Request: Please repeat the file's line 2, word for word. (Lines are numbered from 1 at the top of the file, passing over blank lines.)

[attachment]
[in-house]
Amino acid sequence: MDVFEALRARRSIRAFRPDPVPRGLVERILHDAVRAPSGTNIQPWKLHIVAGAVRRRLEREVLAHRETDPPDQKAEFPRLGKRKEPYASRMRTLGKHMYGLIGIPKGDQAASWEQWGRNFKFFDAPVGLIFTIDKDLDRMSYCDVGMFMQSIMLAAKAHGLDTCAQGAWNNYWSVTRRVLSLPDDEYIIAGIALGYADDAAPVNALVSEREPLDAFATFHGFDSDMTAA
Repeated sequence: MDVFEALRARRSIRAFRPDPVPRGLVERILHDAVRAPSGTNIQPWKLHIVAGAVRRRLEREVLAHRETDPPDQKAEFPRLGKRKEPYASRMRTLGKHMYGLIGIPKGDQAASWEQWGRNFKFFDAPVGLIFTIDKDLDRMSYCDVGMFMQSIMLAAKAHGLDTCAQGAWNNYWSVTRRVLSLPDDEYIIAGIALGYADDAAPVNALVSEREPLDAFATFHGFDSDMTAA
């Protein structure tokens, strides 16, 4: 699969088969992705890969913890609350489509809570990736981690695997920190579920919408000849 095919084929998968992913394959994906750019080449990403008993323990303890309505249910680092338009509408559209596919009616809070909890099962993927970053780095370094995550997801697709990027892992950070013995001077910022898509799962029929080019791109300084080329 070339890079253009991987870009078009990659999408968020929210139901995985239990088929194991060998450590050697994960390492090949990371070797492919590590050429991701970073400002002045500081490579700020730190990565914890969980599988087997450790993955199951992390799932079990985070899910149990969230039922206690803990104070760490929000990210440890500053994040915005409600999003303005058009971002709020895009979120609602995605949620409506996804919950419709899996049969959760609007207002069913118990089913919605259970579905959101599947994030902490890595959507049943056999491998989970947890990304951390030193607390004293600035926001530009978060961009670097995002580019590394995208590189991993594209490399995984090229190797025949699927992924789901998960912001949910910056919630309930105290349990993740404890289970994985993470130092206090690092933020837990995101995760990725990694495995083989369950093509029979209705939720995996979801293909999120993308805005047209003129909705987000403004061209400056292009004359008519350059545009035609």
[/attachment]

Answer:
Amino acid sequence: MDVFEALRARRSIRAFRPDPVPRGLVERILHDAVRAPSGTNIQPWKLHIVAGAVRRRLEREVLAHRETDPPDQKAEFPRLGKRKEPYASRMRTLGKHMYGLIGIPKGDQAASWEQWGRNFKFFDAPVGLIFTIDKDLDRMSYCDVGMFMQSIMLAAKAHGLDTCAQGAWNNYWSVTRRVLSLPDDEYIIAGIALGYADDAAPVNALVSEREPLDAFATFHGFDSDMTAA